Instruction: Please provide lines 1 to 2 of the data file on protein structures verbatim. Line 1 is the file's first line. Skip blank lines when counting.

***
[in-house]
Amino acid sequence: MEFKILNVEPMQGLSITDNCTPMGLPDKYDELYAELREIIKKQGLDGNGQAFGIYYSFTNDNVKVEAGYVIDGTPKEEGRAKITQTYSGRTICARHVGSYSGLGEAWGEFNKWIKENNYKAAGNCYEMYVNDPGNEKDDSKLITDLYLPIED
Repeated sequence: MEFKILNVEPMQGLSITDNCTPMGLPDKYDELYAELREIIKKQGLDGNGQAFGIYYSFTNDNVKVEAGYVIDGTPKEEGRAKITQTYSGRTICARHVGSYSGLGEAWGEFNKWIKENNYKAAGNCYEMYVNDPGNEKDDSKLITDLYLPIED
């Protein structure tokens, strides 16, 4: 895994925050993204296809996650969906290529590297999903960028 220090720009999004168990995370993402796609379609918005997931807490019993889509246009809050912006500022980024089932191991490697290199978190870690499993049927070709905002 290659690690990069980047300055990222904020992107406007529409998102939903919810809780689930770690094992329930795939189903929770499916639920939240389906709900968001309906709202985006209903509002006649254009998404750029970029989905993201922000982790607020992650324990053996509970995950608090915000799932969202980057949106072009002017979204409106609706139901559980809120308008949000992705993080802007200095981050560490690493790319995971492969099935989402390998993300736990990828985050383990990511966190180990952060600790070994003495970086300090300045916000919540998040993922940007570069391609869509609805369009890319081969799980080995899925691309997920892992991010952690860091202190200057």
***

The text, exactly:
[in-house]
Amino acid sequence: MEFKILNVEPMQGLSITDNCTPMGLPDKYDELYAELREIIKKQGLDGNGQAFGIYYSFTNDNVKVEAGYVIDGTPKEEGRAKITQTYSGRTICARHVGSYSGLGEAWGEFNKWIKENNYKAAGNCYEMYVNDPGNEKDDSKLITDLYLPIED